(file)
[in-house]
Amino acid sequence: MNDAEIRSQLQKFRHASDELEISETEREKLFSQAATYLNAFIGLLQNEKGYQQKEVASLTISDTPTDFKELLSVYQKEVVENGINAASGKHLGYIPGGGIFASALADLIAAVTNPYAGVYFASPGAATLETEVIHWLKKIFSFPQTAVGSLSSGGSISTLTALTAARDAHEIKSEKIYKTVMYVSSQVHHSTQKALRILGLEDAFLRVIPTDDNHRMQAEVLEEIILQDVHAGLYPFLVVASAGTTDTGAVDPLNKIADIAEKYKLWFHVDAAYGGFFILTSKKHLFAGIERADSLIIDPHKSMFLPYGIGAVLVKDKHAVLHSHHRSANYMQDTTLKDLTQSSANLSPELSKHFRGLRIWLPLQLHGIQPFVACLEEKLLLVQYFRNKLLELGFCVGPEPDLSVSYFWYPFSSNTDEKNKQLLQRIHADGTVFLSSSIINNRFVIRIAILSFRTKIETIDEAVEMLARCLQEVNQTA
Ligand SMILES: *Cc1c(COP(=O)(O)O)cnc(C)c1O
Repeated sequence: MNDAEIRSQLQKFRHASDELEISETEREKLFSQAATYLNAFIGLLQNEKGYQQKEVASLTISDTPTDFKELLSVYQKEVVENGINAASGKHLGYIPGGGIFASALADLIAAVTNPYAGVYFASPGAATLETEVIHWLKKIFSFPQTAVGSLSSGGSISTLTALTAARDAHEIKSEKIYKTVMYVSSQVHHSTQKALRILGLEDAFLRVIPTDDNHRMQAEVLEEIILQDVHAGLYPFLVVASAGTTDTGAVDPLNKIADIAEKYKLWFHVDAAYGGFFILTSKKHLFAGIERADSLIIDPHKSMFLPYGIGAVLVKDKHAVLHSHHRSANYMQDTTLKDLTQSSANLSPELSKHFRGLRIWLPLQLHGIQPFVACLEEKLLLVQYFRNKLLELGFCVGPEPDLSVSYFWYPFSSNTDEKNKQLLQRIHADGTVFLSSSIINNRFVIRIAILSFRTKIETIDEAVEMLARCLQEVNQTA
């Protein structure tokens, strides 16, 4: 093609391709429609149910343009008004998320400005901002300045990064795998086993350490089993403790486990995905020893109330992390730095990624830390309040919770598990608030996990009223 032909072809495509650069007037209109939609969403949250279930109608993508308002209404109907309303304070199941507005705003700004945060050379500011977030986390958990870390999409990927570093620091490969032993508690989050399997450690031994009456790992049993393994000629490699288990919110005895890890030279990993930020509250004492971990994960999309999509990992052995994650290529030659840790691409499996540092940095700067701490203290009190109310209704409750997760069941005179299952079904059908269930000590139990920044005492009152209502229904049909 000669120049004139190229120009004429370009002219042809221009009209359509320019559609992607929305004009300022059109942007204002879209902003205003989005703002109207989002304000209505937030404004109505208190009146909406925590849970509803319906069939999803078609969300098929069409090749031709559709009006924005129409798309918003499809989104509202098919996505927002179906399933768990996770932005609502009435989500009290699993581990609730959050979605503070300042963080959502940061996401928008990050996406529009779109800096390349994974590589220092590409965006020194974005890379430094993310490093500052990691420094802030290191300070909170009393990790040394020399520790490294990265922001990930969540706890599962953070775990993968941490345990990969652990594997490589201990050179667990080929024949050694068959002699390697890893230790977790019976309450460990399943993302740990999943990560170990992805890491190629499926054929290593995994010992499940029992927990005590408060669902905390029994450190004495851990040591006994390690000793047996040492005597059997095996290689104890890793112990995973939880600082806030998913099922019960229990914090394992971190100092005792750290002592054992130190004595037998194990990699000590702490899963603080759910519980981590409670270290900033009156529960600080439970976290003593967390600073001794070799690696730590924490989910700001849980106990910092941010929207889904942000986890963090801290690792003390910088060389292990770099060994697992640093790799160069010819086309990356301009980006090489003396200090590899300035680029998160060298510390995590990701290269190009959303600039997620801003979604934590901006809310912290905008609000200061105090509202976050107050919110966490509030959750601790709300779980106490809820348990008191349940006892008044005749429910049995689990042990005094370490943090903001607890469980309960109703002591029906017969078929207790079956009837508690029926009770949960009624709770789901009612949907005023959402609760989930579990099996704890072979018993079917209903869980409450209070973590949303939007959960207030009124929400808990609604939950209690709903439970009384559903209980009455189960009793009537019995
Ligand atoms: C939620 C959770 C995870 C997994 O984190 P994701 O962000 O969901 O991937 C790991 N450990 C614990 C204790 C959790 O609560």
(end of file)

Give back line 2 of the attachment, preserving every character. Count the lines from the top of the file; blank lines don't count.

Amino acid sequence: MNDAEIRSQLQKFRHASDELEISETEREKLFSQAATYLNAFIGLLQNEKGYQQKEVASLTISDTPTDFKELLSVYQKEVVENGINAASGKHLGYIPGGGIFASALADLIAAVTNPYAGVYFASPGAATLETEVIHWLKKIFSFPQTAVGSLSSGGSISTLTALTAARDAHEIKSEKIYKTVMYVSSQVHHSTQKALRILGLEDAFLRVIPTDDNHRMQAEVLEEIILQDVHAGLYPFLVVASAGTTDTGAVDPLNKIADIAEKYKLWFHVDAAYGGFFILTSKKHLFAGIERADSLIIDPHKSMFLPYGIGAVLVKDKHAVLHSHHRSANYMQDTTLKDLTQSSANLSPELSKHFRGLRIWLPLQLHGIQPFVACLEEKLLLVQYFRNKLLELGFCVGPEPDLSVSYFWYPFSSNTDEKNKQLLQRIHADGTVFLSSSIINNRFVIRIAILSFRTKIETIDEAVEMLARCLQEVNQTA